Boxing's youngest world champions, including Wilfred Benitez and Pipino Cuevas

Highly talented Jesse Rodriguez became world champion in February by overcoming Carlos Cuadras for the WBC super flyweight title.

The southpaw, who outpointed his opponent to win the vacant belt, is the first fighter to win world honours having been born in 2000. At 22, he is also the youngest active world champion in boxing today.

Records are there to be broken but when it comes to the youngest champion in boxing history, Rodriguez is nowhere near Wilfred Benitez - who was on top of the world at the age of 17.

Benitez won world titles in three weight classes and is most known for his fights against Roberto DuranSugar Ray Leonard and Tommy Hearns.

However, the New York-born Puerto Rican isn't the only wonderkid to have burst onto the scene and below, we take a look at the youngest fighters to have reached the pinnacle.

Wilfred Benitez, junior welterweight 

Age: 17 years, five months and 24 days

The incredible Puerto Rican star turned professional at 15 and would win the WBA world title at 140lbs against future Hall of Famer Antonio Cervantes via split-decision.

Benitez - who won the title in his 25th fight as a professional - went on to win world honours at welterweight and junior middleweight but as crazy as this sounds, he was past his peak by the time he hit his mid-20s. He retired with a record of 53-8-1.

Sadly since retiring, Benitez suffered an incurable, degenerative brain condition from punches that he took inside the ring.

Cesar Polanco, junior bantamweight

Age: 18 years, two months and 18 days

The Dominican Republic-born fighter snatched the IBF junior bantamweight title away from Elly Pical in a 15-round split decision.

However, Polanco's reign was ended three months later in a rematch against Pical in May 1986 and for the remainder of his career, he fought at a much lower level before retiring at the age of 26.

Ratanapol Sor Vorapin, strawweight 

Age: 18 years, six months and five days

In December 1992, Thailand's teenager won the IBF strawweight title by overcoming Manny Melchor.

He would go on to make 12 successive defences of his title before being forced to vacate it after being unable to make the weight limit on the scales.

A few months later, Vorapin became a two-time champion, winning the IBF belt again and made a further six defences.

Pipino Cuevas, welterweight 

Age: 18 years, six months and 21 days

Normally a world champion hits the ground running from the start but this wasn't the case for Cuevas who had a record of 15-6.

However, he overcame Angel Estrada in July 1976, stopping him inside two rounds to become WBA welterweight champion.

The Mexican made 11 successful defences before Tommy Hearns beat him inside two rounds. He would never challenge for world honours again, losing six of his next 10 bouts.

Hiroki Ioka, strawweight 

Age: 18 years, nine months and 11 days

Ioka delivered in front of his hometown in Osaka, outpointing Mai Thomburifarm to win the vacant WBC strap.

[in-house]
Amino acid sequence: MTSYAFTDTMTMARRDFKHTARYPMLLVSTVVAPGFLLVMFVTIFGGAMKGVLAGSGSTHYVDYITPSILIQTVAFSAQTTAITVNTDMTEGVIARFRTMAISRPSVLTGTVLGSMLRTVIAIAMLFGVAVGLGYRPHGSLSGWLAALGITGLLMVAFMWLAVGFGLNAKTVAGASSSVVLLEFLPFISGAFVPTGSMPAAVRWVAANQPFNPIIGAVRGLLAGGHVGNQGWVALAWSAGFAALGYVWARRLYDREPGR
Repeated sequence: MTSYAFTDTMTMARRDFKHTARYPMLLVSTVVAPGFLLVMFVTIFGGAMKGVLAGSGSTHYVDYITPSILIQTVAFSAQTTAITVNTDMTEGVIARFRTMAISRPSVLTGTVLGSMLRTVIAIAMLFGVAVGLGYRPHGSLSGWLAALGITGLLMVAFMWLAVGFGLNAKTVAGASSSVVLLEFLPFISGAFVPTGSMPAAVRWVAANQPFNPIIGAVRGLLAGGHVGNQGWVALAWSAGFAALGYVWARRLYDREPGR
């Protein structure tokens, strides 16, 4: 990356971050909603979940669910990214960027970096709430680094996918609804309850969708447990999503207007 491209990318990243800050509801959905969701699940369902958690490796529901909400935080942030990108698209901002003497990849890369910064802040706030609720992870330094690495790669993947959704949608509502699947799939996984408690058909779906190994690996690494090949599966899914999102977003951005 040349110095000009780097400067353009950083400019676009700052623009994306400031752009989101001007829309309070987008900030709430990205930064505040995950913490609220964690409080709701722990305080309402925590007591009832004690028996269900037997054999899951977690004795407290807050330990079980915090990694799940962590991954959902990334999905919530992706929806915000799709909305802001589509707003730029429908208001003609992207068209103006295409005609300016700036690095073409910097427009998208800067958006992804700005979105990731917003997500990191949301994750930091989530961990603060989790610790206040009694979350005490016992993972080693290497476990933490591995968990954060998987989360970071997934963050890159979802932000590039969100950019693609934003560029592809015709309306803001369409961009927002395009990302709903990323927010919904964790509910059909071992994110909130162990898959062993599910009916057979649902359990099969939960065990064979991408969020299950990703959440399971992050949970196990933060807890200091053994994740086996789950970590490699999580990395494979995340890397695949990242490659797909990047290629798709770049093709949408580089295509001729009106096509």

Two wins followed but he then surrendered his belt to Napa Kiatwanchai. Ioka moved up to junior flyweight and upset long-reigning Myung Woo Yuh to become WBA titleholder in 1991 but lost the rematch.

Ioka had another four opportunities to win world gold but lost all of them.

Tony Canzoneri, featherweight 

Age: 18 years, 11 months and 19 days

Canzoneri remains the youngest American world champion. In 1927, he defeated Johnny Dundee to win the vacant NYSAC title via unanimous decision - his third attempt at winning a world championship.

He went on to win belts at lightweight and junior welterweight and entered the Hall of Fame for his boxing achievements.

Netrnoi Sor Vorasingh, junior flyweight

Age: 19 years and 15 days

The southpaw Thai bounced back from a failed world title pursuit in 1977 by beating WBC titleholder Freddy Castillo 12 months later.

He went on to make a sole defence before missing out on another world title win against Hilario Zapata in 1981.

Sor Vorasingh passed away at the age of 23 from a motorcycle accident.

Morris East, junior welterweight 

Age: 19 years, one month and two days

East challenged Akinobu Hiranaka for the WBA title and it looked as if he would lose with all three scorecards in favour of his opponent going into the penultimate round.

However, East pulled it out of the bag and earned Ring Magazine's Knockout of the Year award in 1992.

The Filipino relinquished the belt in his next fight to Juan Coggi and would never return to world level, retiring at the age of 21.

Marvin Sonsona, junior bantamweight 

Age: 19 years, one month and 11 days

Sonsona stopped Jose Lopez in the fourth round during a unanimous decision win in September 2009.

Poor preparation saw him forfeit his title on the scales and then in 2010, came up short to Wilfredo Vazquez Jr in four rounds.

He continued his career but never got in world title contention again. He did, however, avenge his defeat to Vazquez in 2014 via split decision. Sonsona most recently fought at welterweight in May 2018 but is expected to make his comeback to the ring in March.

Al McCoy, middleweight

Age: 19 years, five months and 16 days

The New Jersey-born fighter knocked out George Chip in the opening round to become middleweight champion in April 1914.

His three-year reign as middleweight king ended in 1917 when Mike O'Dowd won in November 1917. McCoy carried on fighting for another seven years but never won another title.

Read more: Boxing schedule for 2022 - Every major fight night, date and venue

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